The Blog

New Mexico state senator awarded for contributions to state’s mining industry

February 29, 2012

New Mexico State Sen. David Ulibarri (D-Grants) was recently awarded the Sen. Ben Altamirano Award for Legislative Excellence by the New Mexico Mining Association for his contributions to the state’s mining industry.

Sen. Ulibarri has steadfastly stood behind the New Mexico mining industry, arguing “We need to put people back to work—we need to put people back in [the] uranium mines.”

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Copper-mining remains strong in Arizona

February 29, 2012

In 2011, Arizona produced more than $2 billion worth of nonfuel mineral commodities and more copper than any other state, according to the USGS Minerals Commodity Summary. With copper-mining remaining a cornerstone of the state’s economy, a Tucson-based copper-mining company—Asarco—celebrated more than 100 years of operations today.

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Minerals mining in Alaska could benefit from rail extension

February 28, 2012

Discussing the importance of building the Port MacKenzie Rail Extension, a 32-mile rail connecting the Alaska Railroad to the facilities at Port MacKenzie, John Moosey, manager of the Matanuska-Susitna Borough, and Chris Aadnesen, president and CEO of the Alaska Railroad Corporation, highlighted the benefits that affordable transportation costs could bring to Alaska’s mineral resource development. Notably, the nearly 1,000 known mineral deposits near the Alaska Railroad—including lead, zinc, copper, molybdenum and silver— could be developed into viable working mines with the construction of the Port MacKenzie Rail Extension.

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Senior advisor calls nation’s approach to minerals “deeply flawed”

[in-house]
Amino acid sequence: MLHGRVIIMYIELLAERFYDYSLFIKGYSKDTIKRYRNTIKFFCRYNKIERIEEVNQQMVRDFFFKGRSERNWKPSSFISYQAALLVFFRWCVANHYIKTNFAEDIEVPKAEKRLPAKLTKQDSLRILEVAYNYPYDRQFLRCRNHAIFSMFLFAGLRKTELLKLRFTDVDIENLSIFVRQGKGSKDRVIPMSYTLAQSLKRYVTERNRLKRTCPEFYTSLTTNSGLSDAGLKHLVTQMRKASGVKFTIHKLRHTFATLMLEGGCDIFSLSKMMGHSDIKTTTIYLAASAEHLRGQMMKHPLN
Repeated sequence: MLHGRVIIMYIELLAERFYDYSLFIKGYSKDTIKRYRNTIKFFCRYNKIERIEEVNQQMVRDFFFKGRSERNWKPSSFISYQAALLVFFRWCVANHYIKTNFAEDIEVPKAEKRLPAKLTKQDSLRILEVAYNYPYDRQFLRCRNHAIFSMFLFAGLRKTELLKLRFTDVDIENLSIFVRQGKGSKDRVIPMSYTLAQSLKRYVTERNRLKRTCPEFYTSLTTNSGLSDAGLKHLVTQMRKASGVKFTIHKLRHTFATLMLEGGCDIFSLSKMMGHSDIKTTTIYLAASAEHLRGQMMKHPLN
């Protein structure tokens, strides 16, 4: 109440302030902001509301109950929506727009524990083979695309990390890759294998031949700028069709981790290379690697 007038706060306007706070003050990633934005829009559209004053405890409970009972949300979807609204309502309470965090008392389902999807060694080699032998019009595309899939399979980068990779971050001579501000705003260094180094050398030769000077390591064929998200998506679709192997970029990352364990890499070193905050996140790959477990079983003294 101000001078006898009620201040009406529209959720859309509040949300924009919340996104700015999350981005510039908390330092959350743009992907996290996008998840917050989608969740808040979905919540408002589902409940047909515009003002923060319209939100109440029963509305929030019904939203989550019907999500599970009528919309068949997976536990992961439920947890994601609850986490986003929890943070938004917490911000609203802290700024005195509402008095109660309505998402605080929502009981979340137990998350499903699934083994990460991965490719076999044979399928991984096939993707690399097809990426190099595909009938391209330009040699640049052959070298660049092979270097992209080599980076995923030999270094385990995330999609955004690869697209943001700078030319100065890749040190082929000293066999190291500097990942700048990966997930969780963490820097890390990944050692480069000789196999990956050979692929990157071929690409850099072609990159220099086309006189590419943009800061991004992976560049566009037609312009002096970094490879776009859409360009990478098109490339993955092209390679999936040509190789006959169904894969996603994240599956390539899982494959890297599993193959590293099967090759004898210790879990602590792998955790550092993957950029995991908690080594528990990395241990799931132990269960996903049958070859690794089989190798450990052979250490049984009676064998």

February 24, 2012

In a recent presentation to the Society for Mining, Metallurgy and Exploration, Daniel McGroarty, senior advisor to the U.S. Chamber of Commerce and board member for Colorado Rare Earths, pointed to America’s need for a comprehensive minerals strategy.

In his presentation, “Public Policy in the Resource Wars,” McGroarty emphasized that the current policy environment for U.S. mining is “deeply flawed and very unfriendly,” especially when compared to other leading mining countries. McGroarty also stated that “today, our gunpowder and sailcloth—read: weapons systems and wind-power—come from the rare earths, and beyond the rares, from a few dozen strategic metals.”

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Administration’s budget overlooks need for minerals in energy technology

February 24, 2012

In last week’s FY2013 budget proposal, President Obama called for the continued development of advanced energy technologies including wind, solar and electric vehicles. Conversely, that same budget includes two sizable new taxes on minerals mining, and effectually threatens the production of the raw materials vital to the advanced energy sector.

In its “Critical Materials Strategy 2011” report, the U.S. Department of Energy highlighted the increased demand for key minerals in energy applications. The department advised that the United States should take steps to facilitate the domestic extraction, processing and manufacturing of critical minerals—a recommendation the administration doesn’t seem to be following.

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From Twitter

@NationalDefense: Have you seen our Rare Earth #Minerals infographic? We’d love for you to share it! ow.ly/vMmTR
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EPA Coal Rules: youtu.be/rWTUJbZ90R0?a via @YouTube
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The first U.S. rare earth #minerals mine in decades could be in Wyoming! See more details here: ow.ly/vOcXn #mining
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